Idioms pose a great challenge when translating from English to Danish. They are complex both in terms of syntactic construction and semantics, and can therefore often cause problems in a translational context. Figurative idioms, in particular, often present challenges to a translator due to their semantic covertness. Thus, the meaning of a figurative idiom is often different than the meanings of the individual words of which it consists. Furthermore, they can be culturally fixed, and thereby rooted in the history, society, etc. of a given country. These factors result in translational problems relating to their decoding and reproduction. Likewise, the art of subtitling is characterized by a set of conditions and limitations which inevitably limit the range of options of a translator. These limitations reflect different aspects, including the specific media in which such a translation takes place, but also the particular form of translation that characterizes subtitling. When juxtaposed with the aforementioned complexity of the figurative idiom, a translator thus faces a multitude of challenges, when confronted with the task of subtitling a figurative idiom. This thesis examines how figurative idioms in English are translated in Danish subtitles. Furthermore, it sets out to examine the applicability of the established translation strategies for idioms found in literal translation theories, as well as the effects, that the various conditions and constraints in subtitling have on the aforementioned strategies. As a theoretical basis for the empirical study and the analysis, a great deal of attention has been given to establish the nature of the figurative idiom, in order to determine the features most likely to cause problems for a subtitler. Also, a presentation and discussion of the established translation strategies for idioms are provided, which will serve as the analytical tool. The empirical study encompasses nine translated figurative idioms from four American movies, in which the translator’s chosen strategies will be discussed, as well as an examination and discussion of alternative strategies, which could have been applied. The study shows an application of several different strategies when subtitling figurative idioms. Certain tendencies were, however, found: The established translation strategies for idioms were found applicable in a subtitling context. A clear preference for literalization strategies were found in the translation of the nine idioms. Only one adherence strategy was used. Thus, it was determined that the preservation of the style of the original text did not have a high priority among the translators involved. Furthermore, a distinct preference for using a paraphrase strategy was found, and was the case in three of the nine examined translations. This strategy was not applicable, however, whenever the idiom was a noun phrase. The study also established the extent to which the different restraints in subtitling had on a subtitler’s choice of strategy. The time and space constraints did not significantly hamper the application of any translation strategies. This was found to be due to the limited length of idioms, which typically occur in the presence of a longer dialog. The sound issue relating to the filmic media did also not have a greater effect on the strategic choices. However, the Danish viewers’ knowledge of English did at times present the translator with some challenges, but this was not regarded as a major issue. Lastly, the issue relating to the picture of the filmic media only played a minimal role in the subtitling of figurative idioms. This was due to the fact that figurative idioms have their own figurative image, and it therefore only proved significant when both the literal and idiomatic meanings were applied.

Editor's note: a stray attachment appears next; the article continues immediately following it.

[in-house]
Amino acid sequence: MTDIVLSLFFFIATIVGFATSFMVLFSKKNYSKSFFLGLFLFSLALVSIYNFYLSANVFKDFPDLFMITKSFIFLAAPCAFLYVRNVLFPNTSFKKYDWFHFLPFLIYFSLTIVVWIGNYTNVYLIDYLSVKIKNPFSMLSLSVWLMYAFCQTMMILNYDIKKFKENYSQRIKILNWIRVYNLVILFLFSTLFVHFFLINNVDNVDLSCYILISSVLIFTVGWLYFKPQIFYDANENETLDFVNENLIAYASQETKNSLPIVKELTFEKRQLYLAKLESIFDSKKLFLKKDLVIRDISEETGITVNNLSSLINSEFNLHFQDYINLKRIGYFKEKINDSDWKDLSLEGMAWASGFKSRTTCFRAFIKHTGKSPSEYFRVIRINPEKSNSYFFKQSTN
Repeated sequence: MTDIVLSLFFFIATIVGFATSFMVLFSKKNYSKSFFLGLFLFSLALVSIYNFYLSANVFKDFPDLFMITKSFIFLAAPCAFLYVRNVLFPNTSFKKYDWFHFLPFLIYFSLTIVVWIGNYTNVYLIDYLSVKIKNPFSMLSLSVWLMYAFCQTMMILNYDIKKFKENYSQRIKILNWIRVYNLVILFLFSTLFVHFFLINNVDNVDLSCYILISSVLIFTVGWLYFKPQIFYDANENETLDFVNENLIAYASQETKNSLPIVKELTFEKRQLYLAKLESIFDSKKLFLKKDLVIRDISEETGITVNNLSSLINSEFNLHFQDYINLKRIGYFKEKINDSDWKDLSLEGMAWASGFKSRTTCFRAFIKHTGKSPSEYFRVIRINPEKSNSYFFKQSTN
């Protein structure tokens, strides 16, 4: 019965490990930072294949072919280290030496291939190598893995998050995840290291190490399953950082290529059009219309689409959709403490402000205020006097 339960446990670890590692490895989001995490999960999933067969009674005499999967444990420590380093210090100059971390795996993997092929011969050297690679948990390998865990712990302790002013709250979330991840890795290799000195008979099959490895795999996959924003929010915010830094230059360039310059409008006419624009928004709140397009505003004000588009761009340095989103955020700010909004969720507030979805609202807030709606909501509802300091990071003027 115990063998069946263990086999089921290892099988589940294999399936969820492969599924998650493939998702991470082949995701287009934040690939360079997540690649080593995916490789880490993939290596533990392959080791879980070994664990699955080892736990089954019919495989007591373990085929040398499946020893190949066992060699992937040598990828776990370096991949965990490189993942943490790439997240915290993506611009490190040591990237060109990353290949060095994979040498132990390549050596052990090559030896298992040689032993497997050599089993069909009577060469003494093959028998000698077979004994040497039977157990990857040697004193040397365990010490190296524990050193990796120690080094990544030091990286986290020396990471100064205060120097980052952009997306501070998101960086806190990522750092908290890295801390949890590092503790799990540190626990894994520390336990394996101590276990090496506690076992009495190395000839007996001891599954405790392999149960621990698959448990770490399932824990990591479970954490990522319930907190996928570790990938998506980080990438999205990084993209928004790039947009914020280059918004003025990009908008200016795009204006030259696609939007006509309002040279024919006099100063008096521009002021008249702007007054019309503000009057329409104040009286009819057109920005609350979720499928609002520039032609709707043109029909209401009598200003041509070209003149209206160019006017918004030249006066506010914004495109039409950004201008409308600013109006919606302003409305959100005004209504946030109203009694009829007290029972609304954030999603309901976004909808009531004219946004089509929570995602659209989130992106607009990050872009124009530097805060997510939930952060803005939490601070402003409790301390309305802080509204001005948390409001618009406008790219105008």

|MA in International Business Communication (Intercultural Marketing), (Graduate Programme) Final Thesis
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